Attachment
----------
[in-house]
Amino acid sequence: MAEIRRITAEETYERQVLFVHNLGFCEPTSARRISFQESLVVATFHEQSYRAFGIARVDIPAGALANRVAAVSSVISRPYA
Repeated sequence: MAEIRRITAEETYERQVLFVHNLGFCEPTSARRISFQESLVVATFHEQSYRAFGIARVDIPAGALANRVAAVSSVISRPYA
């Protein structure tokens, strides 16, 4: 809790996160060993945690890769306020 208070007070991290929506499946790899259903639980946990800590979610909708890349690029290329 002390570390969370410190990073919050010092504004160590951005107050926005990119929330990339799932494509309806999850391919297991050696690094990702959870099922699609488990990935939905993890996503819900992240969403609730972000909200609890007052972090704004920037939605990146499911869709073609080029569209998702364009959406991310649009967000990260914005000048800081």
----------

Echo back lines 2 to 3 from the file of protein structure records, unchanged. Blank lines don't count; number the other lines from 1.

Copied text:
Amino acid sequence: MAEIRRITAEETYERQVLFVHNLGFCEPTSARRISFQESLVVATFHEQSYRAFGIARVDIPAGALANRVAAVSSVISRPYA
Repeated sequence: MAEIRRITAEETYERQVLFVHNLGFCEPTSARRISFQESLVVATFHEQSYRAFGIARVDIPAGALANRVAAVSSVISRPYA